Based on the foregoing, one goal of treating aneurysms is to provide stent grafts that do not migrate. To achieve this goal, stent grafts with stainless steel anchoring barbs and hooks that engage the vessel wall have been developed. Additionally, endostaples that fix stent grafts more readily to the vessel wall have been developed. While these physical anchoring devices have proven to be effective in some patients, they have not sufficiently ameliorated stent graft migration associated with current treatment methods in all cases.
An additional way to reduce the risk of stent graft migration is to administer to the treatment site, either before, during or relatively soon after implantation, a cell growth promoting factor (also known in some instances as an endothelialization factor). This administration can be beneficial because, normally, the endothelial cells that make up the portion of the vessel to be treated are quiescent at the time of stent graft implantation and do not multiply. As a result, the stent graft rests against a quiescent endothelial cell layer. If cell growth promoting factors are administered immediately before, during or relatively soon after stent graft deployment and implantation, the normally quiescent endothelial cells lining the vessel wall, and in intimate contact with the stent graft, will be stimulated to proliferate. The same will occur with smooth muscle cells and fibroblasts found within the vessel wall. As these cells proliferate they can grow around the stent graft such that the device becomes physically attached to the vessel wall rather than merely resting against it. Most stent grafts of this type provide cell growth promoting factors on the fabric of the stent graft. Because stent graft fabric is smooth, however, this area of the graft may not provide the optimal surface to promote cell growth.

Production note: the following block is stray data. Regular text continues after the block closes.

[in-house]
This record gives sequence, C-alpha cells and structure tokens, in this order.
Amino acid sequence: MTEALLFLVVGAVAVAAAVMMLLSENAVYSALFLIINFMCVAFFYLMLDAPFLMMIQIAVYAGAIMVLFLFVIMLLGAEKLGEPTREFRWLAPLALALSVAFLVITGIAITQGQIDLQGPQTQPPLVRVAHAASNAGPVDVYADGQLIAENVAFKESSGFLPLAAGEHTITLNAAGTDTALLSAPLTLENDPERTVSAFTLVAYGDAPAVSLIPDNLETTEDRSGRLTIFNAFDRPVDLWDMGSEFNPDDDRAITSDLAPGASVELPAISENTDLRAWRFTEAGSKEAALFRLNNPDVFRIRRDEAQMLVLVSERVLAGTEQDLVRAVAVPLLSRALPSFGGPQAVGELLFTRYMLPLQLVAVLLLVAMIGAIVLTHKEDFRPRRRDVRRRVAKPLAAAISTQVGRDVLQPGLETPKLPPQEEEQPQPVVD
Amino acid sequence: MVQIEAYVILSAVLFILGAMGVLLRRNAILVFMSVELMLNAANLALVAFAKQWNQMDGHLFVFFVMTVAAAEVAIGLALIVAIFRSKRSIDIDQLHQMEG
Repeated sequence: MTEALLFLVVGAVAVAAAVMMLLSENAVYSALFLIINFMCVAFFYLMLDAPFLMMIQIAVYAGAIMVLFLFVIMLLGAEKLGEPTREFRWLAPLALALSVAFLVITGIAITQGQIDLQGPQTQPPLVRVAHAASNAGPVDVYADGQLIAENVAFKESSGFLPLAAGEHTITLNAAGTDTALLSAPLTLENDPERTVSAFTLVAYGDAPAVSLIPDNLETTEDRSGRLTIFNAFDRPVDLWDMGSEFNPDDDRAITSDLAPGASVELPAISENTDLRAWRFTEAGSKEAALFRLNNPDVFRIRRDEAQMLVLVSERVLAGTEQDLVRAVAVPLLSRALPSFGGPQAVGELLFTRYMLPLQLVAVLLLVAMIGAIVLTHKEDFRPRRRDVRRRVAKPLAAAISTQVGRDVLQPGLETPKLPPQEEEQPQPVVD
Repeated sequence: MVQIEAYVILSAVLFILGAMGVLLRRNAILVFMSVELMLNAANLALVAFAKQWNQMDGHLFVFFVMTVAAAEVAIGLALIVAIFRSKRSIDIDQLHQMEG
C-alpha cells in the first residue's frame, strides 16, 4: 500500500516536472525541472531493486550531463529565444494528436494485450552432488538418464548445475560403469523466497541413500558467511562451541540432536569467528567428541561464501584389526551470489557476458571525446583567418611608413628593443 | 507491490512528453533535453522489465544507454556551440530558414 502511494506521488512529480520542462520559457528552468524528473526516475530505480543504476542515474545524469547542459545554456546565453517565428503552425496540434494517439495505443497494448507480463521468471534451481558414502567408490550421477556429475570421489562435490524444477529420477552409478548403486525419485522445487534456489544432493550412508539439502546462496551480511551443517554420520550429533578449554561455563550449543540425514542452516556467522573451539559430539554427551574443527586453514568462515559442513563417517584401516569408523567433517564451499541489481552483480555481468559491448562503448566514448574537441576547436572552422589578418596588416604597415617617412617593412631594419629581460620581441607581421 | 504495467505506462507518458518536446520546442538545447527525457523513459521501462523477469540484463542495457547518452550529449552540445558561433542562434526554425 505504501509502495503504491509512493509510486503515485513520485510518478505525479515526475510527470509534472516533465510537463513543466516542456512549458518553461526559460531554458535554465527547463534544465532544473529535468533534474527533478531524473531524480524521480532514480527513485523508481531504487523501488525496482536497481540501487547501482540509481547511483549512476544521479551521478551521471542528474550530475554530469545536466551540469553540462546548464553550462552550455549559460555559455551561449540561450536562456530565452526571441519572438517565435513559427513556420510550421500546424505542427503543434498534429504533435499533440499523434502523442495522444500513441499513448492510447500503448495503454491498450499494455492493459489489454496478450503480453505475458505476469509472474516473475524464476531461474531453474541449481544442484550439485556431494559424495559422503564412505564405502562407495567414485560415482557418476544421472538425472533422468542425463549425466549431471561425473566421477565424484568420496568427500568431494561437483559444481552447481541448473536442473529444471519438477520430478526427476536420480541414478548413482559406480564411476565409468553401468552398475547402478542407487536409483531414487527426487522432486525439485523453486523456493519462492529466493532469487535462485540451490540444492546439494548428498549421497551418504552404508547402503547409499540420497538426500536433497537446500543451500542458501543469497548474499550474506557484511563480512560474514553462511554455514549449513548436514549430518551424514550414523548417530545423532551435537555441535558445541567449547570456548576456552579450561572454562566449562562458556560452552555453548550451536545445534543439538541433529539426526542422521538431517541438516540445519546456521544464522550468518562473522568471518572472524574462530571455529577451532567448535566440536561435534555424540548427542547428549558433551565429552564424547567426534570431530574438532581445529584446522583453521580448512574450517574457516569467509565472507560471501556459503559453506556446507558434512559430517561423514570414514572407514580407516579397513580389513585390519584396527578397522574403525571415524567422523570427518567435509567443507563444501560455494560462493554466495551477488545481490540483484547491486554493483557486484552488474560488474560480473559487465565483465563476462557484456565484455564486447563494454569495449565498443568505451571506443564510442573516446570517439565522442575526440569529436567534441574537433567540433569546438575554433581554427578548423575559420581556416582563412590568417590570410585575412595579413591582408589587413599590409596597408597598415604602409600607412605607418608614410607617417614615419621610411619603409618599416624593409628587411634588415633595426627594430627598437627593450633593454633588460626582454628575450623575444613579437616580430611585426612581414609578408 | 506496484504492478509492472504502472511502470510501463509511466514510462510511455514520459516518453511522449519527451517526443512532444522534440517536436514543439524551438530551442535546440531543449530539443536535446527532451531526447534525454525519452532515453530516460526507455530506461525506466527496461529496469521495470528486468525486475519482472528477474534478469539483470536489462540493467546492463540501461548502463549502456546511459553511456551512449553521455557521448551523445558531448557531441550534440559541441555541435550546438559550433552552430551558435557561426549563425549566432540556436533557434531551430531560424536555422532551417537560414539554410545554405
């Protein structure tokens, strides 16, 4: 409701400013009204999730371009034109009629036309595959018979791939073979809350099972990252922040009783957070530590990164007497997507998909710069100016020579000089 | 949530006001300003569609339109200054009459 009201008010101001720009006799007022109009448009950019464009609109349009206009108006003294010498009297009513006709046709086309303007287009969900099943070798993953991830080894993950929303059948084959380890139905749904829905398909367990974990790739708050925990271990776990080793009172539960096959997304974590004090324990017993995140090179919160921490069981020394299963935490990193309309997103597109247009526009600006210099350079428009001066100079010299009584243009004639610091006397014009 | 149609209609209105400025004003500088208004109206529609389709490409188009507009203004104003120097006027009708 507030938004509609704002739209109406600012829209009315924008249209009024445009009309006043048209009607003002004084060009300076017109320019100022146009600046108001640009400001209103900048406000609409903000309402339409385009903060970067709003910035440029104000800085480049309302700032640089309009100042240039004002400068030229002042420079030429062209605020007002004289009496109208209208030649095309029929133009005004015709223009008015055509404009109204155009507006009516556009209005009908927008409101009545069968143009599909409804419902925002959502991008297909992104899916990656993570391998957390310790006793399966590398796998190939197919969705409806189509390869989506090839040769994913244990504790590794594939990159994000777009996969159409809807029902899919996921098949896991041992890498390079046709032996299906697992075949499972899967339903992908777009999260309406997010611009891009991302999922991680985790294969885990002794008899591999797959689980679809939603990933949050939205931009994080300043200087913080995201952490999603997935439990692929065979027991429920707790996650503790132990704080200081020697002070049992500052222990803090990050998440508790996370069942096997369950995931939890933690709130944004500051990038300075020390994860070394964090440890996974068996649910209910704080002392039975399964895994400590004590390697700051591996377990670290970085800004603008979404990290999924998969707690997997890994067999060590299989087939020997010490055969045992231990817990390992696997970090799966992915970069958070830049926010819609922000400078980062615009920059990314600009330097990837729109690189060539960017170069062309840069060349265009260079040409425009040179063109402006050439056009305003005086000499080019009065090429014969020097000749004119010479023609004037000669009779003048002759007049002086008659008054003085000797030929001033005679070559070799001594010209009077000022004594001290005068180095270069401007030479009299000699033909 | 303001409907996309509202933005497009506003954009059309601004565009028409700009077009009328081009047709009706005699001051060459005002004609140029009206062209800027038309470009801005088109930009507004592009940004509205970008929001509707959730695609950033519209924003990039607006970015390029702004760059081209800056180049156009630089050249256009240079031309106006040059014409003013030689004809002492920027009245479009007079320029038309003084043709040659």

Another method used to endothelialization and stent graft attachment is described in U.S. Pat. Nos. 5,871,536 and 6,165,214 issued to Lazarus (hereinafter the Lazarus patents). The Lazarus patents describe intraluminal vascular grafts made from biocompatible materials such as polyester (Dacron®) or polytetrafluoro-ethylene (PTFE) (Teflon®). Fixed attachment of the Lazarus vascular grafts to the vessel intima is provided by inducement of an inflammatory response between the outer surface of the intraluminal vascular graft and the inner wall of the vessel. The inflammatory response is caused by placing along the frame and/or tube structure a material known to cause an inflammatory response in tissues such as cat gut, nylon, cellulose, polylactic acids, polyglycolic acids or polyamino acids. However, coating a hydrophobic polymer such as PTFE or polyesters with the pro-inflammatory polymers is difficult and the resulting coatings are often unstable and prone to delaminate and separate form the stent graft surface. This posses a significant thrombotic risk to the patient and may result in graft failure due to incomplete or partial endothelialization.
Therefore, there remains a need for minimally invasive methods and materials that reduce stent graft-associated aneurysm rupture, endoleaks and stent graft migration.
Embodiments according to the present invention include methods and devices that are useful in reducing the risk of implantable stent graft migration. More specifically, methods and devices that promote implantable stent graft attachment to blood vessel luminal walls are provided. One embodiment provides methods and devices useful for minimizing post-implantation stent graft migration following deployment at an aneurysmal treatment site and is also useful in preventing or minimizing post-implantation endoleak following stent-graft deployment at an aneurysmal treatment site.